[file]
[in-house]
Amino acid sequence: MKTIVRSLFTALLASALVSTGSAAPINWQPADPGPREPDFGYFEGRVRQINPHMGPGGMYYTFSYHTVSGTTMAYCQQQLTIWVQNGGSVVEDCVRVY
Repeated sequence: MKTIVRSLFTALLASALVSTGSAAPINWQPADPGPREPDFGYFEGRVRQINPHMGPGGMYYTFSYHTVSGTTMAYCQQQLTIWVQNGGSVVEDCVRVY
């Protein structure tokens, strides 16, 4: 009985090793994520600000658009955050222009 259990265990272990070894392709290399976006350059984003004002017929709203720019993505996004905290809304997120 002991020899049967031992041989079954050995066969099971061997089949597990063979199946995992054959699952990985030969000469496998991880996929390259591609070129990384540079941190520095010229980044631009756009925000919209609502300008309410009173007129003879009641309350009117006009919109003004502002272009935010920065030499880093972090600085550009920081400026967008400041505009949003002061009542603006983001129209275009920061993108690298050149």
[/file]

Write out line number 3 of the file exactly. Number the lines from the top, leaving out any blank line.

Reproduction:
Repeated sequence: MKTIVRSLFTALLASALVSTGSAAPINWQPADPGPREPDFGYFEGRVRQINPHMGPGGMYYTFSYHTVSGTTMAYCQQQLTIWVQNGGSVVEDCVRVY